Quantitative histopathology identifies patients with thin melanomas who are at risk for metastases

Evan S. Glazer, Peter H. Bartels, Fangru Lian, Stephanie T. Kha, Sherif S. Morgan, Vinicius D. Da Silva, Michael L. Yozwiak, Hubert G. Bartels, Lee D. Cranmer, Jefferson K. De Oliveira, David S. Alberts, James A. Warneke, Robert S. Krouse

Research output: Contribution to journalArticlepeer-review

3 Scopus citations


This small exploratory study was designed to test the hypothesis that thin melanoma lesions contain nuclei of two similar phenotypes, in different proportions. In lesions likely to progress to metastatic disease, one of these phenotypes predominates. Histopathological sections from 18 cases of thin melanomas which did not progress to metastasis, and from 10 cases which did progress were imaged and digitized at high resolution, with a total of 2084 and 1148 nuclei, respectively, recorded. Five karyometric features were used to discriminate between nuclei from indolent and from potentially metastatic lesions. For each case, the percentage of nuclei classified by the discriminant function as having come from a potentially metastatic lesion was determined and termed as case classification criterion. Standard histopathological criteria, such as ulceration and high mitotic index, indicated in this material the need for intensive therapy for only one of the 10 participants, as compared with 7/10 identified correctly by the karyometric measure. Using a case classification criterion threshold of 40%, the overall accuracy was 86% in the test set. The proportion of nuclei of an aggressive phenotype may lend itself as an effective prognostic clue for thin melanoma lesions. The algorithm developed in this training set appears to identify those patients at high risk for metastatic disease, and demonstrates a basis for a further study to assess the utility of prognostic clues for thin melanomas.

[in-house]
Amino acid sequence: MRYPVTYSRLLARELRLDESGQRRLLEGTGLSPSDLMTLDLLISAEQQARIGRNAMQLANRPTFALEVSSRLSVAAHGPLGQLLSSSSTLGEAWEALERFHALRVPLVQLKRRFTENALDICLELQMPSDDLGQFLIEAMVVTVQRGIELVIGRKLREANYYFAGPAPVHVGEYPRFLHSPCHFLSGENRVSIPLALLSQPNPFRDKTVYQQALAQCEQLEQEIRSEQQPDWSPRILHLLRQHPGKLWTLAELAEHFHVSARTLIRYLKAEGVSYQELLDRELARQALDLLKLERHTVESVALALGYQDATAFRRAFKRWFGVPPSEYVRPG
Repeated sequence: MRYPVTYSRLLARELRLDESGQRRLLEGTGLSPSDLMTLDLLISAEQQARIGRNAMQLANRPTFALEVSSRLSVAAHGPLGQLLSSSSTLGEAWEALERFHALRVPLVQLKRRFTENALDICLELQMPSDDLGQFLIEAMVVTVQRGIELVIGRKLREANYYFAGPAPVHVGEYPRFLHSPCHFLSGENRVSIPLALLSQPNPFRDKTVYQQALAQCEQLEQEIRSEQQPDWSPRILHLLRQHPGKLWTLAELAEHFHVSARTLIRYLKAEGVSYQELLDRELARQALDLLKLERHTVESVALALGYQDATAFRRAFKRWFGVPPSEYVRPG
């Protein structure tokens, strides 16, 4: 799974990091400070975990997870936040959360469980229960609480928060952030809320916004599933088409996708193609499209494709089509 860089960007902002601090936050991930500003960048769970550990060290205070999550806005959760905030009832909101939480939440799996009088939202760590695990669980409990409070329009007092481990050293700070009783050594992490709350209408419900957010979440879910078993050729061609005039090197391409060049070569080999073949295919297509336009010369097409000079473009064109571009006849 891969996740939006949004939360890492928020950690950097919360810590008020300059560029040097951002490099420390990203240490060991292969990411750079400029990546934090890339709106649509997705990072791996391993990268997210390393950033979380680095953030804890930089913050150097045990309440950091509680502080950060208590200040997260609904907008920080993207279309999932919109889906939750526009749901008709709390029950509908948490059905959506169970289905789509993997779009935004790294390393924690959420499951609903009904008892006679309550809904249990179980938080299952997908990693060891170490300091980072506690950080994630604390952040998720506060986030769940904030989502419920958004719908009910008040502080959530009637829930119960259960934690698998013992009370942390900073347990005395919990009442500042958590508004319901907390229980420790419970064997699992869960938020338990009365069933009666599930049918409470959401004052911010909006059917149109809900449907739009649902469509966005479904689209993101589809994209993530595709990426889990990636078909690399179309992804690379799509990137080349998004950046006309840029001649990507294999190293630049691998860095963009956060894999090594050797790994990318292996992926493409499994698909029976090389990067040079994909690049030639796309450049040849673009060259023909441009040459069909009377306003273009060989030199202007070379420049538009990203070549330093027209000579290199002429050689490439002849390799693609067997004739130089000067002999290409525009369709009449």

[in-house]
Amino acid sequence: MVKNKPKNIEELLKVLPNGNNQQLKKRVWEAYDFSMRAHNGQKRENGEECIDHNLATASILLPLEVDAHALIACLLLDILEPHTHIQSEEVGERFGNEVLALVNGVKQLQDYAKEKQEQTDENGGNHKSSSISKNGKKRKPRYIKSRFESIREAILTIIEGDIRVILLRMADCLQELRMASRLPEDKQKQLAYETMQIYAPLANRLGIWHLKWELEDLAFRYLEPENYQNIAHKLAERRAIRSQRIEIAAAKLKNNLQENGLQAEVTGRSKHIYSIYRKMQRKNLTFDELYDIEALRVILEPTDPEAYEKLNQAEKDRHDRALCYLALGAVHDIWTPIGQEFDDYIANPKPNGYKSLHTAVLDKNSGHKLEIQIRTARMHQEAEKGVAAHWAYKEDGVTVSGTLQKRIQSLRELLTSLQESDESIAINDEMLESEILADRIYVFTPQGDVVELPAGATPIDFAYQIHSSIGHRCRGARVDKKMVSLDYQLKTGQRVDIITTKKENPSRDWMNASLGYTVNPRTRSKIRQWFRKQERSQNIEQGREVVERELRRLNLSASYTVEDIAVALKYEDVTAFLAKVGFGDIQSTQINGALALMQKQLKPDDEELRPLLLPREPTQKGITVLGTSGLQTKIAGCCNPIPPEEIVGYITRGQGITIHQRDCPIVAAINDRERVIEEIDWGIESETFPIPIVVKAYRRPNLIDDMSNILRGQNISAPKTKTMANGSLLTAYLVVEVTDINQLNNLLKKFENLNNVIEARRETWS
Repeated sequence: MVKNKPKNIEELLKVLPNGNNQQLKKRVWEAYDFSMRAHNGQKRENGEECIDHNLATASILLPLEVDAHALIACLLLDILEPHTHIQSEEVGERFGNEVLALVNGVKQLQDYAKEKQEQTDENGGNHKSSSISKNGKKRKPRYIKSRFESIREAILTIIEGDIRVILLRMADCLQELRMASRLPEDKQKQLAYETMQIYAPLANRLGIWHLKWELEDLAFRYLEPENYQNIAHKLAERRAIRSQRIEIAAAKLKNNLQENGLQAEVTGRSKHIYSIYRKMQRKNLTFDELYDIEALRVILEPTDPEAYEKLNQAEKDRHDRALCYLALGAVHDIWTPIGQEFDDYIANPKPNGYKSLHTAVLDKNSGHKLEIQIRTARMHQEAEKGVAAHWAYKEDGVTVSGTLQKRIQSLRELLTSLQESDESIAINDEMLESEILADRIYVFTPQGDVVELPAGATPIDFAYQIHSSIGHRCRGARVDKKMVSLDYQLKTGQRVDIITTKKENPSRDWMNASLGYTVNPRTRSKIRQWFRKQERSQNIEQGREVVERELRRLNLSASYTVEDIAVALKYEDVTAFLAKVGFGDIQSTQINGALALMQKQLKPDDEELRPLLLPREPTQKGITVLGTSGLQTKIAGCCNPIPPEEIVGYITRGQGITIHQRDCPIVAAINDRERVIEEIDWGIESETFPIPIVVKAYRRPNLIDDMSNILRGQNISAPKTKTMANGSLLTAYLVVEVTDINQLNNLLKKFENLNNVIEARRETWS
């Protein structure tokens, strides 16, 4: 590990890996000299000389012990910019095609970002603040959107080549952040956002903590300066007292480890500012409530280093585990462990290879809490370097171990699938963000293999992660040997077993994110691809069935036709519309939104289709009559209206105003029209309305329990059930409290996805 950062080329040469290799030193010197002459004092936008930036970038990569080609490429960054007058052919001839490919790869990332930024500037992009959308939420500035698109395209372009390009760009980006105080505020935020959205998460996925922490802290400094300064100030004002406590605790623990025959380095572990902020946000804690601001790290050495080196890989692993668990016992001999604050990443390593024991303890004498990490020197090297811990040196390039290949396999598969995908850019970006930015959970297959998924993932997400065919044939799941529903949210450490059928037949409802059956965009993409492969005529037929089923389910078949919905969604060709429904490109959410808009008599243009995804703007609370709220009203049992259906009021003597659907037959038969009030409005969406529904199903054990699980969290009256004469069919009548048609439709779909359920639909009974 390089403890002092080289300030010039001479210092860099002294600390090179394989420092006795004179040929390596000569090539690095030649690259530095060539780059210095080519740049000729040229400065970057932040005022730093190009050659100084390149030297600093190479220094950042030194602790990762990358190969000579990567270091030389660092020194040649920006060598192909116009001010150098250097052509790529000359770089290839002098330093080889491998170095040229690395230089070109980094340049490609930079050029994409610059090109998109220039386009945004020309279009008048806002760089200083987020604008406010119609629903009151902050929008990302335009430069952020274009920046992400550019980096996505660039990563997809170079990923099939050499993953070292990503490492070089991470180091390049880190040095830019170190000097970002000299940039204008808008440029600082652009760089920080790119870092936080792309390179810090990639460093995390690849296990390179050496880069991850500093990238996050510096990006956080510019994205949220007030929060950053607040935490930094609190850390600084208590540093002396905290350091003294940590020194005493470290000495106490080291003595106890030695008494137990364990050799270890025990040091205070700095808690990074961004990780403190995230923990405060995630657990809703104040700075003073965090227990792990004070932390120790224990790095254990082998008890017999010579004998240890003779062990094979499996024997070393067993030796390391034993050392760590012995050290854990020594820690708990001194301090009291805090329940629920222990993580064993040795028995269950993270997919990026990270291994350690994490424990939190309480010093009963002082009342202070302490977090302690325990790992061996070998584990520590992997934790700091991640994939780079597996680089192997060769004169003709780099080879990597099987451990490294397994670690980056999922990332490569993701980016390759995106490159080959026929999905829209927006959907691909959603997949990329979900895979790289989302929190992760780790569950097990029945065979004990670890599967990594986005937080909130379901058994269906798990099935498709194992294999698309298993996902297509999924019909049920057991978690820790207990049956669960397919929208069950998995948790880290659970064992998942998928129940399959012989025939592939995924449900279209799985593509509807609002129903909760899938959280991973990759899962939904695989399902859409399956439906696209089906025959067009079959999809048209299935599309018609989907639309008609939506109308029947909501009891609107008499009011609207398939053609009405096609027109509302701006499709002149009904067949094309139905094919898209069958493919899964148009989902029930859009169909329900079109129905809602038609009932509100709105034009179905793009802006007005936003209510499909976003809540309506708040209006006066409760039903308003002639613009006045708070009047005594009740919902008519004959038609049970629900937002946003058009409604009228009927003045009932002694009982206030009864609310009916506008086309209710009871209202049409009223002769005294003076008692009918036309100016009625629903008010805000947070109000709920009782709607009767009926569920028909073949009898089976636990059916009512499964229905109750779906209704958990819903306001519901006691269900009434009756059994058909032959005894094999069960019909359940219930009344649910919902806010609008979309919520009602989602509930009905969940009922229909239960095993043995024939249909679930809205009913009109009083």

Original languageEnglish (US)
Pages (from-to)261-266
Number of pages6
JournalMelanoma Research
Issue number3
StatePublished - 2016


  • aggressive melanoma
  • karyometry
  • quantitative histopathology
  • thin melanoma

ASJC Scopus subject areas

  • Oncology
  • Dermatology
  • Cancer Research


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